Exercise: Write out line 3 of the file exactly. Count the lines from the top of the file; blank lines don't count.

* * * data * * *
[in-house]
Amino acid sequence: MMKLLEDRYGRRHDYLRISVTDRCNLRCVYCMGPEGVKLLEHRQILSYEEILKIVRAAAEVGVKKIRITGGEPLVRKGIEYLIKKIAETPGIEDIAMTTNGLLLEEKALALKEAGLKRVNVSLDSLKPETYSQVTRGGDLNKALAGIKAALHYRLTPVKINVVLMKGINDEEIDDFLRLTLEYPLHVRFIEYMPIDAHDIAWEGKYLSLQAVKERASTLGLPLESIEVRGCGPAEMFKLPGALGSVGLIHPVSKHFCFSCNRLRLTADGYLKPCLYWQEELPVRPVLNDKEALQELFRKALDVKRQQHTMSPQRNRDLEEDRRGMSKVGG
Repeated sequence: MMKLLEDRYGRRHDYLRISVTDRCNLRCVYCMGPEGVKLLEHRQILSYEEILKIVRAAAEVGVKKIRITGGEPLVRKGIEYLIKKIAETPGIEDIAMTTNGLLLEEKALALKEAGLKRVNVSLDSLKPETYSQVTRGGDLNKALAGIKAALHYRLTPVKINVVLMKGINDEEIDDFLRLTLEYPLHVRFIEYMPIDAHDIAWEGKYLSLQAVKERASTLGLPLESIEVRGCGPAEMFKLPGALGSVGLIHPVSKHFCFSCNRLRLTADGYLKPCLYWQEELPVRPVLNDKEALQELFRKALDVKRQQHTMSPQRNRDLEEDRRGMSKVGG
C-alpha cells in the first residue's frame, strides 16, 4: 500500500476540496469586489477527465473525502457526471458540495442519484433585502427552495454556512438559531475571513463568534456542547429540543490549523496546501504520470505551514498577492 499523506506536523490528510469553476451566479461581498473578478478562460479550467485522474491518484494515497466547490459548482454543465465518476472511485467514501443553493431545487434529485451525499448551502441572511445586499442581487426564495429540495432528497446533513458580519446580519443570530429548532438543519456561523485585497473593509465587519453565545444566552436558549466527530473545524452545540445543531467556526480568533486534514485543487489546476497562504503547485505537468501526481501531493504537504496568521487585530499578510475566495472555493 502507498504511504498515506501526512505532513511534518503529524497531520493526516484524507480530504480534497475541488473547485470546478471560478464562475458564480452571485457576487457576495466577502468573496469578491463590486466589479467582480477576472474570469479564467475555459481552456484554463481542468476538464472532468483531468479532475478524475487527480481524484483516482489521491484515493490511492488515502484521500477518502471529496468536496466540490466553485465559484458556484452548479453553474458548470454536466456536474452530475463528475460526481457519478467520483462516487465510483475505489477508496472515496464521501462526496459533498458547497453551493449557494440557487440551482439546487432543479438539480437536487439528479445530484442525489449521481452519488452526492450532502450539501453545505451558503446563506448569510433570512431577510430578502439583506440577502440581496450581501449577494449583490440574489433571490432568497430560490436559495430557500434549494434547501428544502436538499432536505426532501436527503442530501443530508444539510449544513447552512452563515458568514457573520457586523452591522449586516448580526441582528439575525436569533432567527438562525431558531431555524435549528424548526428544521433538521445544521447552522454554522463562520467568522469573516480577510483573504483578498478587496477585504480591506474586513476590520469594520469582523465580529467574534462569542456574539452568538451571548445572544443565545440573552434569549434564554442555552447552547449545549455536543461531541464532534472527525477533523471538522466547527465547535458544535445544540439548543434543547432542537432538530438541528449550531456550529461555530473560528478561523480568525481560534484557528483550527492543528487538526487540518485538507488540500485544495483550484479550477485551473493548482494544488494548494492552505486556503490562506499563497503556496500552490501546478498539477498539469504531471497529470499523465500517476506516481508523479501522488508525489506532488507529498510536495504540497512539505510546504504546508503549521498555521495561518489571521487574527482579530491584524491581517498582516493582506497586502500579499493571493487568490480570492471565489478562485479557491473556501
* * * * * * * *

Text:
Repeated sequence: MMKLLEDRYGRRHDYLRISVTDRCNLRCVYCMGPEGVKLLEHRQILSYEEILKIVRAAAEVGVKKIRITGGEPLVRKGIEYLIKKIAETPGIEDIAMTTNGLLLEEKALALKEAGLKRVNVSLDSLKPETYSQVTRGGDLNKALAGIKAALHYRLTPVKINVVLMKGINDEEIDDFLRLTLEYPLHVRFIEYMPIDAHDIAWEGKYLSLQAVKERASTLGLPLESIEVRGCGPAEMFKLPGALGSVGLIHPVSKHFCFSCNRLRLTADGYLKPCLYWQEELPVRPVLNDKEALQELFRKALDVKRQQHTMSPQRNRDLEEDRRGMSKVGG